For sure on Carver. I went a couple of weeks ago and things had changed a bit though. Chemistry slab is a cascade right now. Angular Motion was bone dry as was Dreamscape. Both can have TR setups if you feel comfortable leading 5.8-5.9. Rubicon(easiest way to TR Dreamscape) might feel pretty stinking hard right now but Rites of Passage(easiest way to TR Angular Motion) was pretty dry. Out on a Limb(alternate for Angular Motion) was visually dry but that lichen might be pretty slippery and that is not a route you want to feel slippery on.

Sorry to the OP for the hijack :)

Beau Griffith · · Fresno, CA · Joined Sep 2016 · Points: 20

Thanks all for the great info. I should clarify- I'm only in town for the holidays although one day hope to move up here full time.

Obviously the weather wasn't very conducive to climbing this week but I checked out PRG and had an awesome time. Great routes and an amazing facility!

bryans · · Unknown Hometown · Joined Jun 2006 · Points: 10

Today would have been a great day to climb at Ozone or Drop Zone. If you don't mind the colder temps...

Loganator · · blue van, on the highway to no · Joined Jan 2012 · Points: 240

If you can solo 5.7, Beacon rock is great for TR solo. I was hiking the 3 pitches of the SE corner to the grassy ledges all summer. From there you can drop a 70m rope to the ground, and climb ~10 different routes on the best rock near Portland. (Beacon is Index quality, as far as basalt goes imho). Guaranteed you'll have the place to yourself, and some of those pitches are hardman status. Check out "Bears Reach/ flying Dutchman" linkup, perfect 70m to the ground from the ledge, splitter, and recently cleaned.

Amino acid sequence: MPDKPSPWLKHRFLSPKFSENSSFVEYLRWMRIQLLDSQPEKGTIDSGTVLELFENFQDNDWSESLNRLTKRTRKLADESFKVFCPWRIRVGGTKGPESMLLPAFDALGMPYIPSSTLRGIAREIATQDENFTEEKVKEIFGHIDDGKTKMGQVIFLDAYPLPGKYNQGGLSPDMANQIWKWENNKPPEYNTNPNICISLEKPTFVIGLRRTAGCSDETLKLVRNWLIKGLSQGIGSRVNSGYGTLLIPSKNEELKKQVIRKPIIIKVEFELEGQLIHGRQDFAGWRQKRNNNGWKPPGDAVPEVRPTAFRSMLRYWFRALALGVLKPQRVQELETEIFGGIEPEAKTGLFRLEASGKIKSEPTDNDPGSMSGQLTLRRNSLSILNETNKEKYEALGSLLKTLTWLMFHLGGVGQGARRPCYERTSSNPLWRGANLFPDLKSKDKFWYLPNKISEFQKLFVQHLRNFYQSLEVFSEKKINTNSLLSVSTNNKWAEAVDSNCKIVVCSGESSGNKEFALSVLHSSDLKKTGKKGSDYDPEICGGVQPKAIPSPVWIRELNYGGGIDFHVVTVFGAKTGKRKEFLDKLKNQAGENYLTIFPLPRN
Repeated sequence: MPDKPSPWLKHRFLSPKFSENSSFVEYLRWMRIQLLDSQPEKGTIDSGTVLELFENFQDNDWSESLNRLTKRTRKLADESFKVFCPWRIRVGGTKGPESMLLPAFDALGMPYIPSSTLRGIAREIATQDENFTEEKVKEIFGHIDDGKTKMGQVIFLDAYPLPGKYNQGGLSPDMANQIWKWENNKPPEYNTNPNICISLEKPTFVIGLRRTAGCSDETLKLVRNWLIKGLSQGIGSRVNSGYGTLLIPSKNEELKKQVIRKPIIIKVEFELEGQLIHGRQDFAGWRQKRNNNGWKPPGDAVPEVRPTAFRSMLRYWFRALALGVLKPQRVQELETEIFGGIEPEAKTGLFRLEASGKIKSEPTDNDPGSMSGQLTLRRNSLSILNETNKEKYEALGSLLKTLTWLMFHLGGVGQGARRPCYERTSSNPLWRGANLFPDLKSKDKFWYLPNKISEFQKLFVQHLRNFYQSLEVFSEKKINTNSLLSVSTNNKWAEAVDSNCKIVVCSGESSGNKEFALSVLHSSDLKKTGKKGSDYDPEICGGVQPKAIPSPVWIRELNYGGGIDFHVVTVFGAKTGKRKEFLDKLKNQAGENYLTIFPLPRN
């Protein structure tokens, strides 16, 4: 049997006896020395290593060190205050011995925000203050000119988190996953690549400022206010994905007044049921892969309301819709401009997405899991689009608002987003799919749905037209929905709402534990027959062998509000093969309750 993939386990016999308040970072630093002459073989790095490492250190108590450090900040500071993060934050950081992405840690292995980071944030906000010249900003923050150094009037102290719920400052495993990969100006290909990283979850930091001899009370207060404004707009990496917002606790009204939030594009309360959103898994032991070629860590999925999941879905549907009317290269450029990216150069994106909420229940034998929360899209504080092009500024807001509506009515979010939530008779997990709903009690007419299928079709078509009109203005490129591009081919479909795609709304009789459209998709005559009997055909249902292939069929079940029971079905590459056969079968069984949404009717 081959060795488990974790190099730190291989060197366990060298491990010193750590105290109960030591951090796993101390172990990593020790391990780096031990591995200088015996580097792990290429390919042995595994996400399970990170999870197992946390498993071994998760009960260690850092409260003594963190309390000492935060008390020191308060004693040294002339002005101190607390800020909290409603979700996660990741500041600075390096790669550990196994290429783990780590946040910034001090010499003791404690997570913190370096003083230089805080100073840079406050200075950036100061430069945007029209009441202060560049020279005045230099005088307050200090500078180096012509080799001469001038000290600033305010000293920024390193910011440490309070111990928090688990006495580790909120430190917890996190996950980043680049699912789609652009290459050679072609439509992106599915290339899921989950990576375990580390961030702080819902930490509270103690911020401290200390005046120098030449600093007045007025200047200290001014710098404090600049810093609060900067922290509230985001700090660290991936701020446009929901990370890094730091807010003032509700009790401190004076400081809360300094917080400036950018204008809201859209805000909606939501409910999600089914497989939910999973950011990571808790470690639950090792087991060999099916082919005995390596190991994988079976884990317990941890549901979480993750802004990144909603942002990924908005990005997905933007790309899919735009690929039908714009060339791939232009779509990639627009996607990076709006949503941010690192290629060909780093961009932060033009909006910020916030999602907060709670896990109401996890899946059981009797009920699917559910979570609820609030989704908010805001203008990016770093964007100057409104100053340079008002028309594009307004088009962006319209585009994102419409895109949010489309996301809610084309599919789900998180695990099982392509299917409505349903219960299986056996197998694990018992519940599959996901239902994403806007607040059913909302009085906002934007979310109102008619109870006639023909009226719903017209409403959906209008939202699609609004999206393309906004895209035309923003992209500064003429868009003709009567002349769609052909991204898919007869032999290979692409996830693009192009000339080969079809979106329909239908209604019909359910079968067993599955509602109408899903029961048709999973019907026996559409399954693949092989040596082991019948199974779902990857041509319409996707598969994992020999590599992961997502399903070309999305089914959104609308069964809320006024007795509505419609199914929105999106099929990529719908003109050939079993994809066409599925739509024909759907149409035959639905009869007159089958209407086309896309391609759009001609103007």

You could probably also downclimb from the summit if you knew where to go, but the SE corner is super mellow (although, very exposed at times). Many first time climbers try that route.

The South face gets morning sun, watch out for those dry days. In the summer, afternoon shade with that gorge wind... I can't think of a better summertime crag. You could set a tent up on the grassy ledges its so big!

Guideline #1: Don't be a jerk.

Post a Reply to "Portland area sport/TR"
in the Pacific Northwest

Log In to Reply